Any Opie and Anthony fans out there would have heard them talking about stocks and investing with Duff McKagan – Seattle Weekly columnist, and the bass player for a little band called Guns n Roses. Obviously, they’re not the most credible sources of financial information, nor the smartest people of the bunch. But the one thing that they all shared, and what Doug semi-aluded to, when regarding investing is this: only put in what you can afford to lose. It’s a simple premise that just makes sense. Of course it’s a risk to play the stock market game. But it serves no purpose to micro-monitor the gains and losses from day to day.

    Like Mikey D said in the movie “Rounders” – You can’t lose what you don’t put in the middle, but you can’t win much either.

  32. avatar

    Ramit, I like how you are actually involved in this comment thread. Sometimes I think you let these comments go wild without weighing in. It’s one thing for another poster to rebut someone, but it’s entirely different for your green highlight to show-up. I think it’s very important for you, the owner of the blog, to beat back against some of the scare that shows up here. Your response, “[…] Now, what if the market could do either of those, but you just don’t know which?” was a great rebuttal to chris who only pointed out one side of the coin and didn’t remind everyone that no one can predict the future. He failed to mention it could go _either way_ and that’s what makes investment planning so hard.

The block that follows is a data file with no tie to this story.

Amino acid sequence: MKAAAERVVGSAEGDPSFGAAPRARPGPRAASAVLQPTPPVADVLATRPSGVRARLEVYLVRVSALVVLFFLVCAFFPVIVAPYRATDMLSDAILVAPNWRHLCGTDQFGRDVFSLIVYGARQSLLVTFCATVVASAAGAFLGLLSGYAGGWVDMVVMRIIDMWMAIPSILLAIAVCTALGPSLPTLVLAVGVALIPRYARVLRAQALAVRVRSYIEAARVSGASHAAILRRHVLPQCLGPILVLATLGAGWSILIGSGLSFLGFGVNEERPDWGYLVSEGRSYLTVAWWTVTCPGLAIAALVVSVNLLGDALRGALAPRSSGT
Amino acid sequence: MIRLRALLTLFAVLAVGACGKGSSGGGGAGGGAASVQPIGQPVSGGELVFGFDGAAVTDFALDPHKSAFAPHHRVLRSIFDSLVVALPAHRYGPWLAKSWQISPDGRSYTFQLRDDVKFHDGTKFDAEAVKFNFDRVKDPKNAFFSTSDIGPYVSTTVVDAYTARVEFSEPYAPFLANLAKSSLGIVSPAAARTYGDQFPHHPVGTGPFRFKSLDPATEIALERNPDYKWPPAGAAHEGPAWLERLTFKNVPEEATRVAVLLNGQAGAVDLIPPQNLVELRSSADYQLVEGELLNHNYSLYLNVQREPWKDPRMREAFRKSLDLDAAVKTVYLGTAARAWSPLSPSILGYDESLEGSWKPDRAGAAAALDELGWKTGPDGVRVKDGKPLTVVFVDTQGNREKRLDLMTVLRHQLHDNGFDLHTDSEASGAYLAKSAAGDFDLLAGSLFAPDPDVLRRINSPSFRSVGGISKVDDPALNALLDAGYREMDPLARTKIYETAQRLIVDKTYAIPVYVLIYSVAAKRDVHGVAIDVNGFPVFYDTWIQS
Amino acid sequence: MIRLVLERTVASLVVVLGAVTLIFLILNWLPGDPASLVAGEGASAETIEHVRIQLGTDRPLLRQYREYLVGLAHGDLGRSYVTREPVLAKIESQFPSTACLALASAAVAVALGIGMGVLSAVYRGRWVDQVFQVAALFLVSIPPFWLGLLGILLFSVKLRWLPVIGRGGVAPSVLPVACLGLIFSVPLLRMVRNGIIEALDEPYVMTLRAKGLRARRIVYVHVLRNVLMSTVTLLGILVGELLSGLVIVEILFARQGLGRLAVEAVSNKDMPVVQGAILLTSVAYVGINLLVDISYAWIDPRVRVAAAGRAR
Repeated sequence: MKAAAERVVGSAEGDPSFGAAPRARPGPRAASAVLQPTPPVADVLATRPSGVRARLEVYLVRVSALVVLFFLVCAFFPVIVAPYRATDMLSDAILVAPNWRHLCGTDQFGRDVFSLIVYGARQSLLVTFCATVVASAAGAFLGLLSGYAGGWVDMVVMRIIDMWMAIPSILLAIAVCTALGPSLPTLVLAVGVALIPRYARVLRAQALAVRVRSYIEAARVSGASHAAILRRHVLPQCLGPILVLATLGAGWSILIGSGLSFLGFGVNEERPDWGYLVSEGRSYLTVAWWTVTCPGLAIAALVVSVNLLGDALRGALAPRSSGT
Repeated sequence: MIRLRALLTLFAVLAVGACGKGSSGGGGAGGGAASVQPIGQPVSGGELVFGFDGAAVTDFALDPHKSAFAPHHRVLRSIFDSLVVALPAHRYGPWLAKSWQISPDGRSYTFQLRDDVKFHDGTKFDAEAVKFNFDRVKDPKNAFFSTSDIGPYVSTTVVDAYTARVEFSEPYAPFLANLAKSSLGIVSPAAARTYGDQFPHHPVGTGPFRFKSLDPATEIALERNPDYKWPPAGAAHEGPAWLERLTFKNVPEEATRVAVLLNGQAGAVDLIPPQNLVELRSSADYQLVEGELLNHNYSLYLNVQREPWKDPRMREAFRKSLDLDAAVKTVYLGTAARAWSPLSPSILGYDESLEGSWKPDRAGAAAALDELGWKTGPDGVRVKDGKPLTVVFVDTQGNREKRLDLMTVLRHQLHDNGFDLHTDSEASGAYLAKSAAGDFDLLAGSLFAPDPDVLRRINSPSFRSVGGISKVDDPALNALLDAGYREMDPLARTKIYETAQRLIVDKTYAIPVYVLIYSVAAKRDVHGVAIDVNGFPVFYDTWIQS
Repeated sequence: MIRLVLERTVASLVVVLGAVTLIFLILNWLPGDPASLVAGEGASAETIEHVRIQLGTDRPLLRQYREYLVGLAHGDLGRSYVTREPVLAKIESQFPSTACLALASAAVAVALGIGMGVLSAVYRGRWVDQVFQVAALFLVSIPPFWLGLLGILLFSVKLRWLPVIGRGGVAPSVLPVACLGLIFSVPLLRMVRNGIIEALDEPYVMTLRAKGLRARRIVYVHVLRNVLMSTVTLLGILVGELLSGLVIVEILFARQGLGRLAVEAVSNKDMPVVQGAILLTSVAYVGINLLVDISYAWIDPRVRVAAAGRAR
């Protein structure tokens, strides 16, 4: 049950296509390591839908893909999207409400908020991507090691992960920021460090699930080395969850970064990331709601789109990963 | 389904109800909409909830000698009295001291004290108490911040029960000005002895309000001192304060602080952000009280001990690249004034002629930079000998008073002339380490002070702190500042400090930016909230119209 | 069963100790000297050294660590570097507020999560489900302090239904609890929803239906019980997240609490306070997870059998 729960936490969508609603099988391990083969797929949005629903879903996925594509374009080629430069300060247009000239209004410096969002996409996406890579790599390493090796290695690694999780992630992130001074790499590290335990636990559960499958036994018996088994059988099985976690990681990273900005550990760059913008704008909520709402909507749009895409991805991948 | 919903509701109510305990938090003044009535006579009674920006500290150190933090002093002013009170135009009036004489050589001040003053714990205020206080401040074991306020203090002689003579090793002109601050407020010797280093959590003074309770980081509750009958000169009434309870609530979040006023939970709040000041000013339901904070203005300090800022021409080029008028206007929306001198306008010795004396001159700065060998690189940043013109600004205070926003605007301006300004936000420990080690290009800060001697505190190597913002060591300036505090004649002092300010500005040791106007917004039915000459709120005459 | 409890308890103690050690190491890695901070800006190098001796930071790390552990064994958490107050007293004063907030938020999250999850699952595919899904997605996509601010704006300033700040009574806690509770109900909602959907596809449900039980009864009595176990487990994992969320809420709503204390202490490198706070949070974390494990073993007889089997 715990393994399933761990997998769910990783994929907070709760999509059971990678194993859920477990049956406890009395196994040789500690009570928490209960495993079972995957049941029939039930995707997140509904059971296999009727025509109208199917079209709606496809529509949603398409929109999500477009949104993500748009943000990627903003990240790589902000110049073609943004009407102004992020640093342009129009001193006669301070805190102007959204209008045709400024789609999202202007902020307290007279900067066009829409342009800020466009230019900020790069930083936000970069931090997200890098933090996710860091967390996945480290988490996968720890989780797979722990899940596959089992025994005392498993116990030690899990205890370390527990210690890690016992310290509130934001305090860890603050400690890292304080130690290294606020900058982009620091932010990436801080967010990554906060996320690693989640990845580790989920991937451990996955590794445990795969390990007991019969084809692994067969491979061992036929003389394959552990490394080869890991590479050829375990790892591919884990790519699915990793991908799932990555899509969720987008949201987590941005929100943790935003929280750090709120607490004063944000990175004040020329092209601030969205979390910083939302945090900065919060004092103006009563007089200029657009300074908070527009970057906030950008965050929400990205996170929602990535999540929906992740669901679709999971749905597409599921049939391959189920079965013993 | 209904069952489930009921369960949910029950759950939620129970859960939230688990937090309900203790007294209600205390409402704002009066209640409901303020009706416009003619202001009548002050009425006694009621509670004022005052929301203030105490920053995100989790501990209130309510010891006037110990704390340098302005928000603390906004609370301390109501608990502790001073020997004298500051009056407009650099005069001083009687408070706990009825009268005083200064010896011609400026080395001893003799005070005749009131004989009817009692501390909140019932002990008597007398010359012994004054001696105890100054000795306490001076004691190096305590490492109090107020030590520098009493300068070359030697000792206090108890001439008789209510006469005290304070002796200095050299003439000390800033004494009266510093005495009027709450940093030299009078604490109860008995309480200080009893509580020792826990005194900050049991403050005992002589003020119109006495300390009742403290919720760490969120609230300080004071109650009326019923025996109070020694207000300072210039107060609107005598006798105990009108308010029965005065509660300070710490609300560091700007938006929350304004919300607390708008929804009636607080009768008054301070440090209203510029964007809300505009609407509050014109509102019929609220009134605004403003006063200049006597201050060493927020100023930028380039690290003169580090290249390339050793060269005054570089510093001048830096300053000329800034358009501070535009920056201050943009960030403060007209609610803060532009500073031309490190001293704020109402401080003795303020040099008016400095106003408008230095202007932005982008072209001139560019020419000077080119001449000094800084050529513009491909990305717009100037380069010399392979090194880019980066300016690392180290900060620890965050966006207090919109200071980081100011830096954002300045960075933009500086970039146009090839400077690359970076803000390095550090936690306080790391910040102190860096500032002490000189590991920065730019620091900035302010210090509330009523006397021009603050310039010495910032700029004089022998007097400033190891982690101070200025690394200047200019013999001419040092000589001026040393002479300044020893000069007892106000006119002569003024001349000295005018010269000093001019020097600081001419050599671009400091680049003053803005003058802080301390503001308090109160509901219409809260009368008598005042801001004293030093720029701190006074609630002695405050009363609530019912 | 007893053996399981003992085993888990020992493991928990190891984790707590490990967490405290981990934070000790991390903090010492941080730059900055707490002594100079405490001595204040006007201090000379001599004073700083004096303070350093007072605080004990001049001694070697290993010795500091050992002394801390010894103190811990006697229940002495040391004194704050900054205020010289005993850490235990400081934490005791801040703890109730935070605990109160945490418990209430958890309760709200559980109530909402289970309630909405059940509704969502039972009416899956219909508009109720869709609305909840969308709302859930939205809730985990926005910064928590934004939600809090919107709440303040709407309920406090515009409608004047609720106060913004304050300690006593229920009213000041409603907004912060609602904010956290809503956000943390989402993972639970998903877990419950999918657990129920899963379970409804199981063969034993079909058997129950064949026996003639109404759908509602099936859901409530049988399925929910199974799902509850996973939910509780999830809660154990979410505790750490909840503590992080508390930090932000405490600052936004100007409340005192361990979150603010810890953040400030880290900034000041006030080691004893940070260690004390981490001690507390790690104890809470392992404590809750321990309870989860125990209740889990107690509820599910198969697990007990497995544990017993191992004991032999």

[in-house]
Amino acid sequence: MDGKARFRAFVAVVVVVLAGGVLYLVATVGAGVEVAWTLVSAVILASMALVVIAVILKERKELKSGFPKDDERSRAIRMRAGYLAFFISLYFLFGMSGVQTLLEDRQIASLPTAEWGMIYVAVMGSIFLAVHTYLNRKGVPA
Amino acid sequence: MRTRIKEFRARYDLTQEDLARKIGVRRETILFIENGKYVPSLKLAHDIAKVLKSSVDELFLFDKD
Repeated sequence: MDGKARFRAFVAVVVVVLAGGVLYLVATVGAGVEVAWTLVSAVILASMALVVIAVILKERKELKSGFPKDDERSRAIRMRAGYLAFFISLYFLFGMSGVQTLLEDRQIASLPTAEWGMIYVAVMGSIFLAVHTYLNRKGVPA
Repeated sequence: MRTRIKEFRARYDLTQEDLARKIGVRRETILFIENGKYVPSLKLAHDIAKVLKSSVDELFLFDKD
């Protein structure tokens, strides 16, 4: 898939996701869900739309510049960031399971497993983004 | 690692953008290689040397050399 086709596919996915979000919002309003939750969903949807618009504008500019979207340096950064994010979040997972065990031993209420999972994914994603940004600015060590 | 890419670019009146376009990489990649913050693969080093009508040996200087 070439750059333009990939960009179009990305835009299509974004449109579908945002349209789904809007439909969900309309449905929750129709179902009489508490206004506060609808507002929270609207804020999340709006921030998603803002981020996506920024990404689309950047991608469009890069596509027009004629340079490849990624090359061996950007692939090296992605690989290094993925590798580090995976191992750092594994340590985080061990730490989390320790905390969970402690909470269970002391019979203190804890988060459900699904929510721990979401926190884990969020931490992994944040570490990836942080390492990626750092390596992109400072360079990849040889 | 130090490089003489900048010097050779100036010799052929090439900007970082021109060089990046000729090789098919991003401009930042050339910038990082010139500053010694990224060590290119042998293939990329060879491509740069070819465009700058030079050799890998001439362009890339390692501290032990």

I’m thankful for your (and other sane commenter’s) voice of reason. I hope everyone sees your rebuttal after reading their argument, and that’s why I think the green highlight is so important.

    I hope your book is filled with that sort of perspective.

  33. avatar

    Tyler, you make a great point.. I think its great that Ramit is actually involved in the comments on his blog.

    I agree that there are two sides to the market and its basically unpredictable in the future but you can take one sided positions based on probabilities/risk/and your outlook based upon evidence. All I was pointing out was although markets tend to rebound after periods of negative returns, it does that mean that it will rebound. As you mentioned Tyler markets are inherently unpredictable so there is a possibility that the market will be down for multiple periods to come.